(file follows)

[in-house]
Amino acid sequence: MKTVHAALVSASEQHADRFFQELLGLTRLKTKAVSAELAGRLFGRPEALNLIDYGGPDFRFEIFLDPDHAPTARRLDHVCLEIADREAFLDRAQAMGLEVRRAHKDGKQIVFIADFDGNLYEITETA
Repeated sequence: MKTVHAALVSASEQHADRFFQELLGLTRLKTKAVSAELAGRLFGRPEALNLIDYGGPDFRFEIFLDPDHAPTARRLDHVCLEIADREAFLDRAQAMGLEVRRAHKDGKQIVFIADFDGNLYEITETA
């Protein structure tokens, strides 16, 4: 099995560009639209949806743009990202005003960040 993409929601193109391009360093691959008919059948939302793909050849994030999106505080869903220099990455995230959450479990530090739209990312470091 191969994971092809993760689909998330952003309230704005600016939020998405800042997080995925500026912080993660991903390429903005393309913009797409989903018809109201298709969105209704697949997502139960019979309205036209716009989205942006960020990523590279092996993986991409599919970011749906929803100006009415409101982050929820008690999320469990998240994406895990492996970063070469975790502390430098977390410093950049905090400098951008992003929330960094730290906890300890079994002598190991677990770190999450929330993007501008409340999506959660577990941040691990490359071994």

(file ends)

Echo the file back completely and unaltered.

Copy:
[in-house]
Amino acid sequence: MKTVHAALVSASEQHADRFFQELLGLTRLKTKAVSAELAGRLFGRPEALNLIDYGGPDFRFEIFLDPDHAPTARRLDHVCLEIADREAFLDRAQAMGLEVRRAHKDGKQIVFIADFDGNLYEITETA
Repeated sequence: MKTVHAALVSASEQHADRFFQELLGLTRLKTKAVSAELAGRLFGRPEALNLIDYGGPDFRFEIFLDPDHAPTARRLDHVCLEIADREAFLDRAQAMGLEVRRAHKDGKQIVFIADFDGNLYEITETA
């Protein structure tokens, strides 16, 4: 099995560009639209949806743009990202005003960040 993409929601193109391009360093691959008919059948939302793909050849994030999106505080869903220099990455995230959450479990530090739209990312470091 191969994971092809993760689909998330952003309230704005600016939020998405800042997080995925500026912080993660991903390429903005393309913009797409989903018809109201298709969105209704697949997502139960019979309205036209716009989205942006960020990523590279092996993986991409599919970011749906929803100006009415409101982050929820008690999320469990998240994406895990492996970063070469975790502390430098977390410093950049905090400098951008992003929330960094730290906890300890079994002598190991677990770190999450929330993007501008409340999506959660577990941040691990490359071994």